Review: Corruption 2029

Developer: The Bearded Ladies

Publisher: The Bearded Ladies

Genre: Strategy

Platform: PC (Epic Games)

Rating: N/A

Price: $19.99

From the makers of Mutant Year Zero: Road to Eden, comes another strategy game with more guns, more environments, and more tactical gameplay. Based in Sweden, developer The Bearded Ladies announced Corruption 2029 on February 7th and released it ten days later exclusively on Epic Games Store. Already lauded for their work on Mutant Year Zero, how do they fair on a more original franchise that is Corruption 2029?

Content Guide

Violence: Corruption 2029 has to do with plenty of sneaking around and shooting unsuspecting soldiers. Expect to dispatch enemies using realistic pistols, assault rifles, sniper rifles, grenades, and miniguns. When a solider is shot or killed, small splatters of blood are shown on impact. But that’s as far as graphic gory content goes. 

Sexual Content: There is no sexual content in this game save for a singular van I found while sneaking around that had the words “pussy wagon” painted on the sides.

Review

Another day, another strategy game. What I truly enjoy about these types of games are the variety of ways that can be used to eliminate enemies. The best strategy games are the ones that give you options, not necessarily favoring a singular path. There is a path for the sneaky players, a path for the gun blazers and a path for those in between. Corruption 2029 has this, which is what makes it enjoyable.

The game pits three soldiers that the player controls against a certain amount of enemies in certain scenarios. Some missions require extracting an agent from captivity and others will simply have you clear out a facility full of soldiers. The key to success is to read the field and avoid mistakes. Corruption 2029 is hard. One simple mistake can cost you the entire level or tack on twenty more minutes of scratching your head. Be smart and use what is around you.

There are different types of weapons, enemies, and also the use of augments. Yes, the game takes place in an augmented future, where soldiers are mechanically modified to make them better at killing. These augments are useful and can be removed or added at the beginning of missions as the player pleases. Before each mission, the player will need to adjust their loadout, as weapons and augments cannot be actively swapped out during a mission. Plan accordingly to the mission! You will have to deal with armored enemies, flying robots, and whether or not you want to focus on stealth (Pro tip: focus on stealth, don’t be silly).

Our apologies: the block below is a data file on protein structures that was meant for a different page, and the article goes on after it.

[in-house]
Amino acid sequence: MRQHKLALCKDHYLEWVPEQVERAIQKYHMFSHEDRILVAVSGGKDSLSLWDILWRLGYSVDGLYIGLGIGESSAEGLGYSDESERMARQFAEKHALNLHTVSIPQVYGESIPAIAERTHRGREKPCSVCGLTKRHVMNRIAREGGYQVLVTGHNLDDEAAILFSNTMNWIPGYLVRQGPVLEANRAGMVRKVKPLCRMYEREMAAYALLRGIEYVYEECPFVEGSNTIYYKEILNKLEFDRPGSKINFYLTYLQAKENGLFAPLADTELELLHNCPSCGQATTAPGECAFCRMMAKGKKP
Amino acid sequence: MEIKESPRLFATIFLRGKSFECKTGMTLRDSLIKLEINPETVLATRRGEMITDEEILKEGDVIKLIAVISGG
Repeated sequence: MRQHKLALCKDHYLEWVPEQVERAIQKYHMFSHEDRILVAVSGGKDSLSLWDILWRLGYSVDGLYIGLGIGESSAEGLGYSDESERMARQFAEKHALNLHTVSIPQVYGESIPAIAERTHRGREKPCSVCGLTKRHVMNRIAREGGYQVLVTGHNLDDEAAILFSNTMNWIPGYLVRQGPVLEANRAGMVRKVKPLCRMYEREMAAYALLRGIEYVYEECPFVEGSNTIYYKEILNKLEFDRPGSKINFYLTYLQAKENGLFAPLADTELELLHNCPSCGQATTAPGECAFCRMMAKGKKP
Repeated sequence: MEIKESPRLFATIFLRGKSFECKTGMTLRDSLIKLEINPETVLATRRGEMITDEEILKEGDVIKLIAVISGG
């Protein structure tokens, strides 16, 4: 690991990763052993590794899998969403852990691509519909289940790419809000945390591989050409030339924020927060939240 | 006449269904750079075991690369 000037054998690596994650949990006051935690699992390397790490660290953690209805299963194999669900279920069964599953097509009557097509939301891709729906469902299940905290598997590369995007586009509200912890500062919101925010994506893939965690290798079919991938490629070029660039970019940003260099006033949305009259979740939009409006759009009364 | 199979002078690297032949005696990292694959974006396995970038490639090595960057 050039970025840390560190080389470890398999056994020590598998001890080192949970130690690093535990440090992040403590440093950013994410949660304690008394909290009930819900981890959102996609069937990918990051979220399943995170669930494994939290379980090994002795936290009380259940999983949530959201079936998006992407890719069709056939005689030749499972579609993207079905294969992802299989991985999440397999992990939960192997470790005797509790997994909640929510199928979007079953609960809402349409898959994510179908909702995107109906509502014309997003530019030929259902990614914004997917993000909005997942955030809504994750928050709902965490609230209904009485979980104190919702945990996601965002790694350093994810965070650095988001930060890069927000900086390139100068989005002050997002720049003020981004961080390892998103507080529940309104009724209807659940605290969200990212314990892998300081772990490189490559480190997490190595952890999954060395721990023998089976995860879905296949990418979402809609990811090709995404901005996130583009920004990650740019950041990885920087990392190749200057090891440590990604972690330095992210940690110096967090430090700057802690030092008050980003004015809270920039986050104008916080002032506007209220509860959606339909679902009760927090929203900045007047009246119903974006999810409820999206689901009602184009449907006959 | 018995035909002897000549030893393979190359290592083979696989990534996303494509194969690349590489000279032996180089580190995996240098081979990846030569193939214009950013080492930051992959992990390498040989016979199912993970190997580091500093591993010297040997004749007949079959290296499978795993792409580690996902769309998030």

You may find an implant you enjoy using, but trust me on this: you will want to try others. Is there a powerful enemy you’re trying to eliminate? There’s an implant for that. Freeze him with a liquid nitrogen shot and get an extra turn to take him down! Is an annoying sniper picking you off from afar? You can jump to him using an implant! I do enjoy the variety that the implants provide. It presents enough choice for me to change up my approach little by little. 

If you mess up, reload your save. The game will autosave after an encounter with an enemy. But you should be saving often too. Reloading saves is the best way I know how to pretend I didn’t throw a grenade into an area that had one of my own men in proximity. A lot of this game requires trial and error, as it won’t tell you what kind of enemies are in the facility or encampment. There are also medals and extra challenges for those who enjoy a bit of extra push. These are fun too and completing them will supply you with bonus implants.